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      Download the Game Design and Indie Game Marketing Freebook   07/19/17

      GameDev.net and CRC Press have teamed up to bring a free ebook of content curated from top titles published by CRC Press. The freebook, Practices of Game Design & Indie Game Marketing, includes chapters from The Art of Game Design: A Book of Lenses, A Practical Guide to Indie Game Marketing, and An Architectural Approach to Level Design. The GameDev.net FreeBook is relevant to game designers, developers, and those interested in learning more about the challenges in game development. We know game development can be a tough discipline and business, so we picked several chapters from CRC Press titles that we thought would be of interest to you, the GameDev.net audience, in your journey to design, develop, and market your next game. The free ebook is available through CRC Press by clicking here. The Curated Books The Art of Game Design: A Book of Lenses, Second Edition, by Jesse Schell Presents 100+ sets of questions, or different lenses, for viewing a game’s design, encompassing diverse fields such as psychology, architecture, music, film, software engineering, theme park design, mathematics, anthropology, and more. Written by one of the world's top game designers, this book describes the deepest and most fundamental principles of game design, demonstrating how tactics used in board, card, and athletic games also work in video games. It provides practical instruction on creating world-class games that will be played again and again. View it here. A Practical Guide to Indie Game Marketing, by Joel Dreskin Marketing is an essential but too frequently overlooked or minimized component of the release plan for indie games. A Practical Guide to Indie Game Marketing provides you with the tools needed to build visibility and sell your indie games. With special focus on those developers with small budgets and limited staff and resources, this book is packed with tangible recommendations and techniques that you can put to use immediately. As a seasoned professional of the indie game arena, author Joel Dreskin gives you insight into practical, real-world experiences of marketing numerous successful games and also provides stories of the failures. View it here. An Architectural Approach to Level Design This is one of the first books to integrate architectural and spatial design theory with the field of level design. The book presents architectural techniques and theories for level designers to use in their own work. It connects architecture and level design in different ways that address the practical elements of how designers construct space and the experiential elements of how and why humans interact with this space. Throughout the text, readers learn skills for spatial layout, evoking emotion through gamespaces, and creating better levels through architectural theory. View it here. Learn more and download the ebook by clicking here. Did you know? GameDev.net and CRC Press also recently teamed up to bring GDNet+ Members up to a 20% discount on all CRC Press books. Learn more about this and other benefits here.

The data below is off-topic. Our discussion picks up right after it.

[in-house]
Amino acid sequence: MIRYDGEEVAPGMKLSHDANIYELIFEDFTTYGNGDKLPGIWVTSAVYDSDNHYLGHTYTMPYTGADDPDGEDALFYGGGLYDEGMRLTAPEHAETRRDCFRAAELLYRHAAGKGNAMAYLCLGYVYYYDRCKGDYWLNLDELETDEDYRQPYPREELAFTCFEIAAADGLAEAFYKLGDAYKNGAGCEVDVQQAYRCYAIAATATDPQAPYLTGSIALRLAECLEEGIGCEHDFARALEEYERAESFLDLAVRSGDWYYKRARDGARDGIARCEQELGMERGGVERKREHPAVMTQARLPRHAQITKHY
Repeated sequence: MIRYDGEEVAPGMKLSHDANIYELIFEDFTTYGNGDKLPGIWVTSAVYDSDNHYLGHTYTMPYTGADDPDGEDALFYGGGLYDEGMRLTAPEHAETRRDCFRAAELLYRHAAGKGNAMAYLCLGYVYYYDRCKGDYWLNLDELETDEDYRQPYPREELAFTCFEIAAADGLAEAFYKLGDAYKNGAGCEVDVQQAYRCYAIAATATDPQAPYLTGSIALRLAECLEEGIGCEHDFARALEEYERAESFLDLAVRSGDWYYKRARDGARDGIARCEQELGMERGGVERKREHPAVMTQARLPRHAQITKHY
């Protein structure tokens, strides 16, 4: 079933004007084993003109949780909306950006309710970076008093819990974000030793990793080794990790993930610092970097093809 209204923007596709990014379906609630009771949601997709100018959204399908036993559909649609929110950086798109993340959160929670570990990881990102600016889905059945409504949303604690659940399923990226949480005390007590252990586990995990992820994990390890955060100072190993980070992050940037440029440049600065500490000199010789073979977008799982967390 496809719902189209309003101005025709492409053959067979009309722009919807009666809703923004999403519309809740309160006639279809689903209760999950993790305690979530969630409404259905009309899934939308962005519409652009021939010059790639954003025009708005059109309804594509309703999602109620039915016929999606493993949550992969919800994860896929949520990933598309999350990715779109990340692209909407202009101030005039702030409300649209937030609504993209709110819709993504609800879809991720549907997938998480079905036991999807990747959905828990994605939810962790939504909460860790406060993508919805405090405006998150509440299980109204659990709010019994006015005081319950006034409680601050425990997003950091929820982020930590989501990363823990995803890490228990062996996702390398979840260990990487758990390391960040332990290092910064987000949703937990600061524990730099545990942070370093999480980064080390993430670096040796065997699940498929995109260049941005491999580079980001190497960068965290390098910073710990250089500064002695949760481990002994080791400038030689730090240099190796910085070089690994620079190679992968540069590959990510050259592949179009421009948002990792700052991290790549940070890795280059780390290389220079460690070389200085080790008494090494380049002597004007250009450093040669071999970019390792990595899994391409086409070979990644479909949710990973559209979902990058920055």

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  1. Well, this only applies to a simple polygon; it can be concave or convex, but not cross itself or have "holes". What I ended up doing was tracing the perimeter as all vertices in this circumstance are on the border of the poly plane. I took the normal of the 'edge' vector between the current vertex to the last, and then the normal of the edge vector from the current to the next, scaled each by the amount of inset needed and then stored that offset in a temp array, which was then applied after looping through them all. This wouldn't work exactly as desired for concave polys and would create a translation that was in the wrong direction, so I just did a 'point in polygon' check and if was out of the original poly's surface space I used the inverse of that translation to get it in the right position. This should work with 3d and complex polygons as well with a little more effort, I just didn't go that far this time. Thanks for the help everyone!
  2. Alright, this is probably something fairly simple for those well-versed in mesh/vertex manipulation but I'm having trouble wrapping my head around a solution and haven't found anything else close enough to my problem to get me started in the right direction. I have an existing mesh plane, which could be either a rectangle or any convex/concave polygon. What I need to do is create an identical mesh, and then effectively scale that mesh down to create a border of 'd' distance between the edges of the original and duplicate mesh. Duplicating the mesh and its vertices/triangles isn't a problem, but properly scaling it is and I don't have enough experience in graphics programming to know how to scale all verts as a whole, still being centered on its original position, etc. Normally, I would simply scale an object down by hand in an editor until it "looked right" or do it in a 3d program, but in this instance it needs to be inset dynamically at runtime by an input value, and be physically correct. I'm hoping I posted this in the right place since it's a little more specific than a generic 'getting started' thread. Thanks for any help in advance, I've been racking my brain to try to figure it out but graphics programming isn't my forte and I definitely want to nail it down!